But I guess that’s just more comfortable for you.

  6. Doug 6

    Marty G: Dreaming National more popular now than Election time.

    Dates: 20 October to 02 November 2008

    Client: Self Published

    Report: Roy Morgan Website

    Party Support

    National 42.0% (-1.0%)
    Labour 34.5% (+2.5%)
    Green 10.0% (-1.5%)
    NZ First 4.5% (nc)
    Maori 2.5% (nc)
    United Future 1.0% (+0.5%)
    ACT 4.0% (+0.5%)
    Progressive 0.0% (-0.5%)
    Other 1.5% (-0.5%)

    • snoozer 6.1

      Do none of the rightards understand what a trend is? Look at the graphs. see how there’s a turning point? see the direction National’s numbers are heading in? that’s the trend.

      • Clarke 6.1.1

        Exactly. The direction for the Nats is irrevocably downwards, so the only really interesting data point is how steep the line is – how far and how fast will their popularity fall?

  7. big bruv 7

    If Labour want this poll trend to continue then they have to do one thing.

    Keep Goff away from the press.

    He is your biggest problem.

  8. kriswgtn 8

    People tend to forget the Huge number of Labour voters who didnt bother to vote in 2008

    It is up to Labour to get out there and get them off their backsides to vote

    Labour HAVE to get rid of GOFF BECAUSE HE JUST DONT CUT IT AS A PM

    [lprent

    MINIMIZE THE SHOUTING BECAUSE IT HURTS MY EYES. IF YOU HAVE TO RELY ON IT, THEN IT PROBABLY MEANS YOU ARE UNCONFIDENT IN YOUR ABILITY TO GET YOUR POINT ACROSS. AND ANYWAY I CAN SHOUT LOUDER THAN YOU.

    ]

  9. Sanctuary 9

    The problem I have with the Green’s polling at 9% is they have a tradition of having supporters who don’t seem to bother voting.

    • Alwyn 9.1

      I don’t think that they have supporters who don’t vote as much as having people who think they look kind, generous, good to the environment and so on by saying they are going to vote Green.
      When they actually get to vote in a secret ballot they then vote Labour, National or New Zealand First etc.
      It was the same in Britain when the vote actually received by the Lib/Dems was lower than the Polls said it would be.
      The Greens tend to get only about two thirds of the vote that the polls immediately before and after the election would indicate.
      A month ago I thought they would have difficulty getting over the 5% threshold. They probably will although they should concentrate more on green issues rather than the general gamut of left wing politics.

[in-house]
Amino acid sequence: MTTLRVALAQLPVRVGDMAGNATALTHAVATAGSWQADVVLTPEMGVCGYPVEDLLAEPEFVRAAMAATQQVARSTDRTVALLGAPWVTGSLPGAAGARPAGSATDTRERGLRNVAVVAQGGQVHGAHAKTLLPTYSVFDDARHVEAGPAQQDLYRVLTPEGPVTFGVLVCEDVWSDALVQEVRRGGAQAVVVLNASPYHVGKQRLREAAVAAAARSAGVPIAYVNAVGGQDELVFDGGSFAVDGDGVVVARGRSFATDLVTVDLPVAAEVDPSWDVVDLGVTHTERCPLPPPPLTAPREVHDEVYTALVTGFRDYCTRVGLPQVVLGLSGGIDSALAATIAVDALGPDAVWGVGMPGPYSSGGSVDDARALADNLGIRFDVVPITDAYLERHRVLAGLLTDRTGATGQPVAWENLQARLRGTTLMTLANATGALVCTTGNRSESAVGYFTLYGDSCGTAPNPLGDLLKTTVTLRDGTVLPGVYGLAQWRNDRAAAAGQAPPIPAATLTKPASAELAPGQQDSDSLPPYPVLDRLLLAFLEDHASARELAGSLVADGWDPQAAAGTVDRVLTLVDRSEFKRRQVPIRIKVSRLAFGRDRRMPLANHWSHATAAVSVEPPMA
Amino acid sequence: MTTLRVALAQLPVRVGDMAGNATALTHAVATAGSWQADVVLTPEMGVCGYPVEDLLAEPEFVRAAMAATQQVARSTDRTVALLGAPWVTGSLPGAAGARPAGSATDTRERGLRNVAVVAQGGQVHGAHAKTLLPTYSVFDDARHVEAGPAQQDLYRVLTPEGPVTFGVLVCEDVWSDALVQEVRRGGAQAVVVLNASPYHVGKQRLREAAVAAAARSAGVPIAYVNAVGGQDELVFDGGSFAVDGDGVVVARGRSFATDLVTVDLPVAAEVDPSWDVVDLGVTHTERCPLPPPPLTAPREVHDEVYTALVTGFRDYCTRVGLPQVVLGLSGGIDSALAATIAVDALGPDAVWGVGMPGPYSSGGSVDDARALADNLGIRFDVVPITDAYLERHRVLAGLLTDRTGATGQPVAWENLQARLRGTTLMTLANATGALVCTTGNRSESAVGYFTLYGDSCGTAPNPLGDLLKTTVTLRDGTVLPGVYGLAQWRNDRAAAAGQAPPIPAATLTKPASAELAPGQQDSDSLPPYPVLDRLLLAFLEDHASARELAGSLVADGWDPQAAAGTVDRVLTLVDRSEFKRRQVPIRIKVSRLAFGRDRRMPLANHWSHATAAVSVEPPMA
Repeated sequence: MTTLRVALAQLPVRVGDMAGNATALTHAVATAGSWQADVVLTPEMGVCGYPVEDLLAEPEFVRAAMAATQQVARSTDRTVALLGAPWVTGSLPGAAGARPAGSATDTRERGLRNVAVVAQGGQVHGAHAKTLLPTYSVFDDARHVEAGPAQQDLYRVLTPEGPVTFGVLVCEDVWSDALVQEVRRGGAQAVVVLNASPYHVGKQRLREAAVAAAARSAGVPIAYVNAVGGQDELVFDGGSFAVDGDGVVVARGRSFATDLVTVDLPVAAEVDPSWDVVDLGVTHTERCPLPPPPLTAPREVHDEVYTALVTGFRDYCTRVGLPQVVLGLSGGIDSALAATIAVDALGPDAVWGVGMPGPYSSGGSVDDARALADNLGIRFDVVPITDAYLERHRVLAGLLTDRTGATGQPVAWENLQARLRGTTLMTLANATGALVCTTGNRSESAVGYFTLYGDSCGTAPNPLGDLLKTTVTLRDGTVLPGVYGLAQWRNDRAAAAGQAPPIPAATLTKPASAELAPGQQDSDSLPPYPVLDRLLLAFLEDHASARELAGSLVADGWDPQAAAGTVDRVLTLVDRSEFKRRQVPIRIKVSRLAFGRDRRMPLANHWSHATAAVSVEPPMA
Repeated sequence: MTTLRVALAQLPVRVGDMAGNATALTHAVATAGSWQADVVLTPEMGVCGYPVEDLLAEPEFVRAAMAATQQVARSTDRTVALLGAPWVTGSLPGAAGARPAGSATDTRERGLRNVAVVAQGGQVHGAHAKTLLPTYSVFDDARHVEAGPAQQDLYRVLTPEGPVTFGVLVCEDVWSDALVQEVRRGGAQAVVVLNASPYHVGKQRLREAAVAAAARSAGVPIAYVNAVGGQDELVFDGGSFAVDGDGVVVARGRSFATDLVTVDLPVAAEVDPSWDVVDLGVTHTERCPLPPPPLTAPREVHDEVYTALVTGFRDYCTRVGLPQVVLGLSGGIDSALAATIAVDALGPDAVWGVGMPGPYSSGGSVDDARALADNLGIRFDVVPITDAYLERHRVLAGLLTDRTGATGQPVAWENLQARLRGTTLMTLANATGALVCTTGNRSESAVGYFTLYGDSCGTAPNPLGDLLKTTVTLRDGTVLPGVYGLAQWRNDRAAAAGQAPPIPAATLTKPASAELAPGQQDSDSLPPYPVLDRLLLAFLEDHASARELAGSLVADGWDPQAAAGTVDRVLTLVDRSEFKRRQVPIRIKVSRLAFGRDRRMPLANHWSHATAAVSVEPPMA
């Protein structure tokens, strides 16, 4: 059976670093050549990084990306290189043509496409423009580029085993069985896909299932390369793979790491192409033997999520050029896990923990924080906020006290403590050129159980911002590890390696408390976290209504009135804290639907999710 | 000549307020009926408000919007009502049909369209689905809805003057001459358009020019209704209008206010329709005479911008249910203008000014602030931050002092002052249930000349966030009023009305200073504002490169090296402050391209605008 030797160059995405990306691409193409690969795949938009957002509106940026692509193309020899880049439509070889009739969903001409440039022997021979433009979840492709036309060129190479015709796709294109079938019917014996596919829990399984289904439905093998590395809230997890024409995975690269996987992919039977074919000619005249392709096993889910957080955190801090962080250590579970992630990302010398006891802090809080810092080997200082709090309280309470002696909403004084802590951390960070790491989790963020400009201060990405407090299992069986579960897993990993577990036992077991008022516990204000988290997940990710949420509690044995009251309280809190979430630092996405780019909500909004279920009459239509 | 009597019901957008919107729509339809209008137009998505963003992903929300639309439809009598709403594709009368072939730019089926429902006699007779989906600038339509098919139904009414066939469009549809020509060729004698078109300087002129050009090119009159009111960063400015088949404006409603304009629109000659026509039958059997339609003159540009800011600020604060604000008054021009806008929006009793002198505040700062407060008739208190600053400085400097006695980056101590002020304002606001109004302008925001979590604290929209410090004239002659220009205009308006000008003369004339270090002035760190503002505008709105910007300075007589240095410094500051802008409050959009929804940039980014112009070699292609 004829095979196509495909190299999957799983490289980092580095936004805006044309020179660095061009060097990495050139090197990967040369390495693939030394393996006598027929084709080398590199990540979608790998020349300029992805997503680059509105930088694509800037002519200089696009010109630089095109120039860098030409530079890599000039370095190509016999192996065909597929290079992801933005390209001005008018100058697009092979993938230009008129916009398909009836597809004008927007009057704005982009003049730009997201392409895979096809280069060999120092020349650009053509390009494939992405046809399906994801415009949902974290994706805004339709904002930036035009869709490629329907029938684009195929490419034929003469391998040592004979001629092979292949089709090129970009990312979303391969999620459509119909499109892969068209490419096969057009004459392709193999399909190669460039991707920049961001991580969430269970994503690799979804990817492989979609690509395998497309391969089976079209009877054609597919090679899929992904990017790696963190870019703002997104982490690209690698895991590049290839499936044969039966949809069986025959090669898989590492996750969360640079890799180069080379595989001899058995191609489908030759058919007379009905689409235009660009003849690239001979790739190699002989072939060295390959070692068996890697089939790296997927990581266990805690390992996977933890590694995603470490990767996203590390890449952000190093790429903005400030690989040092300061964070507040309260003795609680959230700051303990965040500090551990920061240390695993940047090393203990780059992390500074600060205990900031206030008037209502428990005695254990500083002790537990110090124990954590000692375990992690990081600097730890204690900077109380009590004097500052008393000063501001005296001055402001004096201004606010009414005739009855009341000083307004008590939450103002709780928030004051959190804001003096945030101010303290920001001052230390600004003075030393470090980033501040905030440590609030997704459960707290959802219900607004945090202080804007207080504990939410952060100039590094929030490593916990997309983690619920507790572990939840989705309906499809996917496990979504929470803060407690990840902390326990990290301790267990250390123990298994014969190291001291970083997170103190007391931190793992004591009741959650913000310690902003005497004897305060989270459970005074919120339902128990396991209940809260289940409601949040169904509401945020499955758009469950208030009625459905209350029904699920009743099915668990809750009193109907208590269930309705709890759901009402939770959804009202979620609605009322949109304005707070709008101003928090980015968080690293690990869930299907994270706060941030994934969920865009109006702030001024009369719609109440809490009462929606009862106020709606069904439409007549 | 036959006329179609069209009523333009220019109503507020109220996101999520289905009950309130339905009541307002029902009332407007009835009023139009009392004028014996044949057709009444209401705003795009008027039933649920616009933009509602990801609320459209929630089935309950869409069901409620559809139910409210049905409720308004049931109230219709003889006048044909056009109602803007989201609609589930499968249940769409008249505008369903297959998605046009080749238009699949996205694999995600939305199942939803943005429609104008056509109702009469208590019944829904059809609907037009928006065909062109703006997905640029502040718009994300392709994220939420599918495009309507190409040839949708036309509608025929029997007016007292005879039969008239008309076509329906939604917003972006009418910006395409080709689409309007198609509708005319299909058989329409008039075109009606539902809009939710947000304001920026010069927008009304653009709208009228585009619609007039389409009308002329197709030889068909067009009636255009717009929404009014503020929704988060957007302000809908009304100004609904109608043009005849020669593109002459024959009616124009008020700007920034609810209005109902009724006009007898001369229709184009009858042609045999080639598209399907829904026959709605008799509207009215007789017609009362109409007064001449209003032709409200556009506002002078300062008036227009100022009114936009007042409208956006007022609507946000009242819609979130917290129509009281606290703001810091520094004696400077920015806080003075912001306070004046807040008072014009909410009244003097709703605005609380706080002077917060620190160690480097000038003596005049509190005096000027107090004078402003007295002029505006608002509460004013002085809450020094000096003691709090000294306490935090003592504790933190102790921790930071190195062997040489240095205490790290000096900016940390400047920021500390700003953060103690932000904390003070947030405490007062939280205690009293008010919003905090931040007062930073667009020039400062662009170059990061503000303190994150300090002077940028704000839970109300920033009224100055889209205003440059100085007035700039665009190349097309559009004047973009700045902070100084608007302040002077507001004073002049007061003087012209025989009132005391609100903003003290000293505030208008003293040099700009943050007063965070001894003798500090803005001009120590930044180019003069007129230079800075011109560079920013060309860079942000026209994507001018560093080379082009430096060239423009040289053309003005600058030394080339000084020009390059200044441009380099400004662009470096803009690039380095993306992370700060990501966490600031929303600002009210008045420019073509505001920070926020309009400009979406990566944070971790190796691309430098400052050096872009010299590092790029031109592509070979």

The approach that says the trend has swung away from National is pushing things pretty hard. The actual Budget will swing things back their way. It comes across as a very clever set of proposals, far more so than I expected. It’s really quite hard to attack it without coming across as merely National Bad/ Labour Good.

    • outofbed 9.2

      Are you making it up as you go along?

  10. Croc 10

    The next election has always been National’s to lose. With mining, whaling, visionless economic policy, public service cuts, and a ‘tax switch’ that puts our money in the rich elite’s pockets, the Nats seem to be doing their damnest to do just that.

    Expect in about 6 months time the inoculations beginning. National will begin to spin everything in its favour, Crosby-Textor will be conniving in the background and unfortunately the NZ public has a very short memory. To be honest I don’t think Phil Goff has much chance against John Key. Anything could happen in 18 months. Don’t forget it only takes one Orewa speech to swing the trend back to National if they can find an issue topical enough.

    • Joe Blog 10.1

      “Don’t forget it only takes one Orewa speech to swing the trend back to National if they can find an issue topical enough.”

      Likewise for Labour/Greens to decisively alter the game.

  11. Joe Blog 11

    The summary on Roy Morgan makes interesting reading:

    [deleted]

    (http://www.roymorgan.com.au/)

    [lprent: In your own words rather than simply quoting - the link was sufficent. I think most of us have already read the poll, and the only interesting thing is the trend in the GCR this year. Plummeted. ]

    • Joe Blog 11.1

      I disagree about that trend being the only interesting thing lprent.

      I think the most interesting things from this poll are:
      1) Labours polling hasn’t changed in this latest poll cycle
      2) The number of people saying this country is heading in the right direction has increased by 4% while compared to those saying it is heading in the wrong direction has decreased by 1.5%.

      We have recently seen the what were described as the biggest protests in a generation against this governments mining plans, along with some of Phill Goff’s best speeches and public performances (in my opinion at least) since becoming leader and they appear to have made zero impact to Labours overall support.

      While Labour is doing some good things around listening to the average person (eg their open government initiative) they seem hell bent on pursuing the suggestion that I hear almost daily from Labour supporters and that is find a new leader.

      • lprent 11.1.1

        You should read some of the previous discussion between myself and gingercrush on the GCR. But basically..

        1. A GCR +/- needs to be over 6% to be of any interest. That is about how much it varies between polls when it is staying in the same position.